How to use student loans for living expenses

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Whether you’re living at home, at an off-campus apartment or in a dorm, you may need some extra cash to cover living expenses while attending school. Most people turn to student loans because of the high costs of college tuition, but that’s not the only thing loans can help with. In addition to tuition, fees and textbooks, many student loans cover the cost of room and board for on-campus and off-campus students. Here’s the breakdown of how to use student loans for living expenses.

Can you use student loans for living expenses?

If you live on campus, your student loans can help cover the costs of room and board, whether it’s a dorm room or an on-campus apartment. You can also use the funds to pay for living expenses off campus, including:

  • Rent.
  • Transportation (gas, parking fees, bus fare, etc.)
  • Meals and groceries.
  • Housing utilities and supplies.
  • Some home furnishings.

Can I use my student loan for nonessentials?

While your student aid office and lender aren’t regulating every line item of where you spend your loans, you may face consequences if they discover that you’ve used your loans for unnecessary purchases. Nonessential purchases may include:

  • A new car.
  • Unrelated electronics.
  • Vacations.
  • Business expenses.
  • Other debt.

Misusing your loan funds could result in your lender ending your current loans, denying you future loans or requesting that your balance be paid in full. If you’re required to pay back your loan balance, remember that you owe the principal plus interest.

What are some alternatives to student loans?

Student loans are a popular way to fund education-related expenses, but they’re not the only option. Before settling for loans, exhaust other avenues — especially those that give you free money. These may include:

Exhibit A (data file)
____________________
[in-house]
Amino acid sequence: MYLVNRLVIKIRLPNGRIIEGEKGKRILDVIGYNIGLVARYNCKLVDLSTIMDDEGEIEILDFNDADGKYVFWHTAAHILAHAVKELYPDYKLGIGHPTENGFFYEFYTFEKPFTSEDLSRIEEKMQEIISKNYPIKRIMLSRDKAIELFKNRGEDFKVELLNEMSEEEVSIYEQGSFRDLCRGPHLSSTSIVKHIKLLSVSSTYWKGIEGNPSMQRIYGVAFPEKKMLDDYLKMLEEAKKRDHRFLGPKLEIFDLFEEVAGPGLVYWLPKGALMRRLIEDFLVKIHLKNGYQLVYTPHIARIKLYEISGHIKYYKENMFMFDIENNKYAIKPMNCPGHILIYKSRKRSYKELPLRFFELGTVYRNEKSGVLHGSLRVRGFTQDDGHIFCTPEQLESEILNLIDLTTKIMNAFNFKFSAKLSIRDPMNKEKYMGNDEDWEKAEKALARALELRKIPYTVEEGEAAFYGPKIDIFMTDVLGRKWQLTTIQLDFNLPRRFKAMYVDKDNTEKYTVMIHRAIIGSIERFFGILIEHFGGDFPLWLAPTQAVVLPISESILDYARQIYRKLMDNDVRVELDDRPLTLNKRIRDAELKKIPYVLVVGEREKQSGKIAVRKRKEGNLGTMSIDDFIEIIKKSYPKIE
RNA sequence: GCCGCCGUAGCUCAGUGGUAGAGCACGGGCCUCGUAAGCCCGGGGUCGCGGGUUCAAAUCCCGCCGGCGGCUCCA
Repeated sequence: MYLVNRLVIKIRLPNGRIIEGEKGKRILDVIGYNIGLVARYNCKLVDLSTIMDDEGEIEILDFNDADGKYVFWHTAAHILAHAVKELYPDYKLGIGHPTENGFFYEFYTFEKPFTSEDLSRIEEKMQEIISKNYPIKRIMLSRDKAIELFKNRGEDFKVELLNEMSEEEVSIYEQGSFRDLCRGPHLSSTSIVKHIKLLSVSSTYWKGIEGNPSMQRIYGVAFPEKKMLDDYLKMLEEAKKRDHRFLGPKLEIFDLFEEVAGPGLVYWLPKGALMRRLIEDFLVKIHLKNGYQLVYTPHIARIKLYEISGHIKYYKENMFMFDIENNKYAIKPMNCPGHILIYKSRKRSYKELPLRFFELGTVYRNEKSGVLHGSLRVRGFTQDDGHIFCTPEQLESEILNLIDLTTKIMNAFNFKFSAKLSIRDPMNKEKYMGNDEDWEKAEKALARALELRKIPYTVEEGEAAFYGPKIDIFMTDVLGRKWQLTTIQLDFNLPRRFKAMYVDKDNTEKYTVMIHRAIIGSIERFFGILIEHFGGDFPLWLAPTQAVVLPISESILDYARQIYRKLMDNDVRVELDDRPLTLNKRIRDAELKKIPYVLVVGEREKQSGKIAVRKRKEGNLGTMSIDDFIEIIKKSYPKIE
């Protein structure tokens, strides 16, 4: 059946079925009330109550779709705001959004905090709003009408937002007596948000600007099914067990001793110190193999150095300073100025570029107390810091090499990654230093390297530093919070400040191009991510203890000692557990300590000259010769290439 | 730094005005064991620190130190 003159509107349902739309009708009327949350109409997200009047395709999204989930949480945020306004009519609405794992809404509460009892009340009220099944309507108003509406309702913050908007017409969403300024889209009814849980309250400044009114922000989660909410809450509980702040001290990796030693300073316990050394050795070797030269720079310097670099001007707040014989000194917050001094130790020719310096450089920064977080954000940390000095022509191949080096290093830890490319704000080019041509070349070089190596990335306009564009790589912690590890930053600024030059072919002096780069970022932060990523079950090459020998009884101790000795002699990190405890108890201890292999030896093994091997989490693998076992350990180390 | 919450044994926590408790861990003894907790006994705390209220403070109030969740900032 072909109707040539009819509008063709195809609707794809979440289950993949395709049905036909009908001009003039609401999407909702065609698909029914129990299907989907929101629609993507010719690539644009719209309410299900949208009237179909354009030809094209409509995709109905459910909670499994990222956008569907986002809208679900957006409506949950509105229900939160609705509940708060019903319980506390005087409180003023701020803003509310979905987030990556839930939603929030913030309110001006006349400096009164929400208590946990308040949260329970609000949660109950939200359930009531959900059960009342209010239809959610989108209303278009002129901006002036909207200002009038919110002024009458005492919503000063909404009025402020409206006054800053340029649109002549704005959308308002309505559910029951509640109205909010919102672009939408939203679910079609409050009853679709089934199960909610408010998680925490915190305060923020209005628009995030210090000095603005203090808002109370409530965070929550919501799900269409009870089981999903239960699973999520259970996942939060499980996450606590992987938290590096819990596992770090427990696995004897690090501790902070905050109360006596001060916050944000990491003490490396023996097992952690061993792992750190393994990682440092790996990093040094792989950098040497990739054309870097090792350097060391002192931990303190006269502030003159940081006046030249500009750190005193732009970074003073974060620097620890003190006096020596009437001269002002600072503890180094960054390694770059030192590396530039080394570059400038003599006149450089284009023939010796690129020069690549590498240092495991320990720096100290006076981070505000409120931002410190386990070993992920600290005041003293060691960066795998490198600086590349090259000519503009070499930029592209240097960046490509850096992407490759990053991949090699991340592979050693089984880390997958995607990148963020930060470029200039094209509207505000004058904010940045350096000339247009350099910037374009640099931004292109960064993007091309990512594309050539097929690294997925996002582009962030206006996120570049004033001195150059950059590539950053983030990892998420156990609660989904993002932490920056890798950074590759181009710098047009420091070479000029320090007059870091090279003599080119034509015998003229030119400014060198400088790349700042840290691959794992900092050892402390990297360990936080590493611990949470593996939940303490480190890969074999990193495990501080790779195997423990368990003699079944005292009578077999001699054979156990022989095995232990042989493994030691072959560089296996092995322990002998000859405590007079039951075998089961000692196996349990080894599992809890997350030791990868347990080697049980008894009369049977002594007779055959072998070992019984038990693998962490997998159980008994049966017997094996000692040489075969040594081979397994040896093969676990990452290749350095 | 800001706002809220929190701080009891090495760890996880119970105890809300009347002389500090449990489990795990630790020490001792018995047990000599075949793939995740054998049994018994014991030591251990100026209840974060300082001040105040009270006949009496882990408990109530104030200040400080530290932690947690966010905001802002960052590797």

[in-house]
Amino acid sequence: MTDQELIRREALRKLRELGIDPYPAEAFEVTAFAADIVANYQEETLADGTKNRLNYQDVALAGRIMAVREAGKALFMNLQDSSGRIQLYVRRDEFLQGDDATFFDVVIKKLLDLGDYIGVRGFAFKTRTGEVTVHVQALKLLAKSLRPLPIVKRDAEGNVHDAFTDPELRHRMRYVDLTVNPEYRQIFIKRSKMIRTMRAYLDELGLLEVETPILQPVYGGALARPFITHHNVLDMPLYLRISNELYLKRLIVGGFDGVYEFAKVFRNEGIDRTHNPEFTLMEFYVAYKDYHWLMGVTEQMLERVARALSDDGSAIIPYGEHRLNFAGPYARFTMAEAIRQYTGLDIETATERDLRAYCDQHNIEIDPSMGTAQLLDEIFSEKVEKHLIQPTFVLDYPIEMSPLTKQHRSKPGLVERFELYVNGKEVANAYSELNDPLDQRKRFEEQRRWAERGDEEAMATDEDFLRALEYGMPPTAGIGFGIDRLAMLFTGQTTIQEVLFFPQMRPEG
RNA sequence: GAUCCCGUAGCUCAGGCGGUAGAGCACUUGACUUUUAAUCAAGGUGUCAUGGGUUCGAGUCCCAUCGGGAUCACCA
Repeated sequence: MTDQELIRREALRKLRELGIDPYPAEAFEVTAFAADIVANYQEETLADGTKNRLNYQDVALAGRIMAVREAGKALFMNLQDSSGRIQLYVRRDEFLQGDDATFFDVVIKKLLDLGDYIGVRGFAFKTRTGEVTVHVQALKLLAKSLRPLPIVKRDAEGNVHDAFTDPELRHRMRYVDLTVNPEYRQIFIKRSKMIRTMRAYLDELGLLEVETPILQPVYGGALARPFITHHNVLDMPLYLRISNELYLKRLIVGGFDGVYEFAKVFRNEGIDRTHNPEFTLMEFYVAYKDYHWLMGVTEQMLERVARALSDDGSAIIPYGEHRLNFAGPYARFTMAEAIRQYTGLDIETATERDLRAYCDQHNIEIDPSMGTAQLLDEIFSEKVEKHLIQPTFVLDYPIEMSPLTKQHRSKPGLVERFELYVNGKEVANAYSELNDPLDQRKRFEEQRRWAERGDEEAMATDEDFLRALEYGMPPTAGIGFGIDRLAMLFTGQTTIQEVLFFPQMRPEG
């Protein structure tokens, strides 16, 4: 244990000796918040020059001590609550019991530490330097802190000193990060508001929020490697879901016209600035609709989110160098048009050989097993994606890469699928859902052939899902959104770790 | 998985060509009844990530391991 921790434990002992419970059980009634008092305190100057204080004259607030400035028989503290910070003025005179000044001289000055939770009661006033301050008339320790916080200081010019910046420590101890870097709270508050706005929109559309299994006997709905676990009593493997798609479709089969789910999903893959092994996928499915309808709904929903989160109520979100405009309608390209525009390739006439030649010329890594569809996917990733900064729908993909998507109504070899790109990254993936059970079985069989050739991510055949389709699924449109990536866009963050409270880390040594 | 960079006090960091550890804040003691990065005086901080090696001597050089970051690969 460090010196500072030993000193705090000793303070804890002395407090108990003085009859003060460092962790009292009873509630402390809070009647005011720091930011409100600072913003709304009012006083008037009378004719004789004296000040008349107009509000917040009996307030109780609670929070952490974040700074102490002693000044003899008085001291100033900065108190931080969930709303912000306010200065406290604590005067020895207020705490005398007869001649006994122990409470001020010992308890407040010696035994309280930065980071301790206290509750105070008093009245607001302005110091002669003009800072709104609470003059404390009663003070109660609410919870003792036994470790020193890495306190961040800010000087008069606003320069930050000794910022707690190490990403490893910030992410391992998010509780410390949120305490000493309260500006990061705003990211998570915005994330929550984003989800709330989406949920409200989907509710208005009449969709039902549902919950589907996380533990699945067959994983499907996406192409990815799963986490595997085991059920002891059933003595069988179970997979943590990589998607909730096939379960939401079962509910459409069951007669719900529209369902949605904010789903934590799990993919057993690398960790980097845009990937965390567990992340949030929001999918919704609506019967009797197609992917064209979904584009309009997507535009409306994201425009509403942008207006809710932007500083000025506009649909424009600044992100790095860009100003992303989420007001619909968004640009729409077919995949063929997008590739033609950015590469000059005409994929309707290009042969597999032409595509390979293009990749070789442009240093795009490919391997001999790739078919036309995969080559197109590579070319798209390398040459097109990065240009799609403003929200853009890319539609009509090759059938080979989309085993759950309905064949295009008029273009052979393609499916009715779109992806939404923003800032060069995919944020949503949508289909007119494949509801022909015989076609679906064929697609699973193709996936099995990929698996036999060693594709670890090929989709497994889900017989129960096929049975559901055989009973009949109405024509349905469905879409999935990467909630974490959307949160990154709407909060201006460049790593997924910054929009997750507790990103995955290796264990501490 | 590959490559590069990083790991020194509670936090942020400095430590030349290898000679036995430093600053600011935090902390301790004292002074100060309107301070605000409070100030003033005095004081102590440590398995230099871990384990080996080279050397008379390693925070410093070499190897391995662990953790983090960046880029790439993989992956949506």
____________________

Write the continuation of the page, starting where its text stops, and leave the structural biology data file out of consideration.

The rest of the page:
• Grants: Grants are offered by the government, colleges and private companies. They are disbursed based on financial need, and they do not need to be repaid.
  • Scholarships: Scholarships are similar to grants, but they are often merit-based. Some also award money if you belong to niche organizations or have unusual interests.
  • Part-time work: If you can, find a summer job or part-time employment while you’re in school to help offset the costs of education. Some colleges offer work-study programs or advertise job opportunities that are more flexible with class schedules.

Tips for saving money on living expenses

The money you receive in student loans is based on your school’s cost of attendance, which varies based on where you go to college. While there are a few rules about how you can use this money, the most important thing is to be smart about how you’re spending your student loan funds. If you want to save money on living expenses, consider these tips:

  • Cover your must-have needs first: Your tuition, fees and major expenses, including living arrangements, should get the bulk of your student loan money.
  • Look for less-expensive alternatives: Even if you need to buy something for school, you’re not obligated to always buy the most expensive option. When it comes to supplies, see if you can buy a less-expensive or older version, look for something secondhand, investigate renting and borrowing options or split the cost with a friend.
  • Crunch the numbers on housing options: You may be required to live in an on-campus dorm for your first year of school, but after that you may be better off renting an off-campus apartment. Choosing off-campus housing without an expensive meal plan could save you money.
  • Spend only what you need: Even if you were approved for a large loan amount, you’re not required to spend it all. Any loan money you use on living expenses will come with an extra charge in the form of interest.

Next steps

While you can use student loans for living expenses, be smart about how you spend your money. Your loans can cover a lot of things, but not everything. Don’t spend more than you need, and always remember that you’ll have to pay back anything you borrow.

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Written by
Dori Zinn
Contributing writer
Dori Zinn has been a personal finance journalist for more than a decade. Aside from her work for Bankrate, her bylines have appeared on CNET, Yahoo Finance, MSN Money, Wirecutter, Quartz, Inc. and more. She loves helping people learn about money, specializing in topics like investing, real estate, borrowing money and financial literacy.
Edited by
Student loans editor